Washington, D.C., October 3, 1966. Hon. J. EDWARD ROUSH, Chairman, Select Subcommittee of the Committee on Science and Astronautics,
House of Representatives, Washington, D.C. DEAR MR. CHAIRMAN : This is in response to your request for the views of the Department of Commerce on questions raised during recent hearings on H.R. 17424, proposed legislation to promote international standards activities and to provide standards information services.
The bill presently recognizes the responsibility of the Secretary of Commerce for supporting both international standards activities and for providing standards information services. He would be authorized to support these activities either directly through government programs or by grants and contracts to qualified nonprofit institutions. The major questions raised in the hearings were concerned with how much of the activities would be done by government and how much would be done by the private sector.
INTERNATIONAL STANDARDS ACTIVITIES The statements presented at the hearings and the record make abundantly clear the need for the Federal Government to increase its support within the voluntary international standards process. The proposed legislation would permit this kind of support to be done either by government or by Federal support of private international standards activities through grants and contracts. There was testimony that the bill should be administered through a cooperative government-private program concentrating heavily on the support of existing private standards organizations which meet the criteria in the legislation. It was also pointed out by Congressman John D. Dingell that the government should have staff adequate to protect the public interest. One witness testified that government should be more involved in representing the interests of the United States in the international standards process.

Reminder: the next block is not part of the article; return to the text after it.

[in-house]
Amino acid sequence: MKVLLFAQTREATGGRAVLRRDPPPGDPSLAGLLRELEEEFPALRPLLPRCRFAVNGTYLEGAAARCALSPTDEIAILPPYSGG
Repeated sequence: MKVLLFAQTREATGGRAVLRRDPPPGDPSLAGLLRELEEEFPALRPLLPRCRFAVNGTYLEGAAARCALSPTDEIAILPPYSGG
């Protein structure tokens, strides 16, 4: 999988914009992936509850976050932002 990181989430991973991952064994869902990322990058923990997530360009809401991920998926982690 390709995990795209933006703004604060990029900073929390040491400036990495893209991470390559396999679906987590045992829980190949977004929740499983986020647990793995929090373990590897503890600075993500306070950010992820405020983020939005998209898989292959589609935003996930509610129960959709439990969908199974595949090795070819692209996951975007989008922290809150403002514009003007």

In our view, sound policy calls both for the participation of government and for the support of the qualified private standards bodies. The Department presently participates in these activities in cooperation with standards organizations. This legislation essentially is authority for a limited grant program to support the international work of the qualified standards groups, as well as the information activities.
The Secretary of Commerce would be responsible for surveying the areas of international standards activities which might be supported most fruitfully and for allocating funds to those areas through grants and contracts. He should have adequate tools and staff for this function which would include long-range planning, considering our international trade position, and maintaining appropriate economic and technical ability to assure maximum longterm benefit to the country as a whole. He would consult with industry and private standards bodies in this process.
From the broad areas surveyed, the Department would assign priorities for funding based upon such important national goals as opportunities for reducing barriers which would have significant impact on our balance of trade or our balance of payments. In those areas of paramount public interest in which the international trade position of the United States is vitally concerned, the government would be expected to take the leading role in representing the United States interests, either through government-to-government contact or by taking initiative to encourage private bodies to increase their international activities. In those areas which are important but involve mainly the expansion of private markets through voluntary harmonization of standards, the private standards groups and industry could be expected to exercise leadership.
Grants would be made in general areas of demonstrated need. The terms of a grant could include participation by government technical people on the working committees. It would be expected in any event that government would increase its technical support on these committees. The Department of Commerce would expect to evaluate and review the effectiveness of government support in achieving the goal of harmonizing national and international stand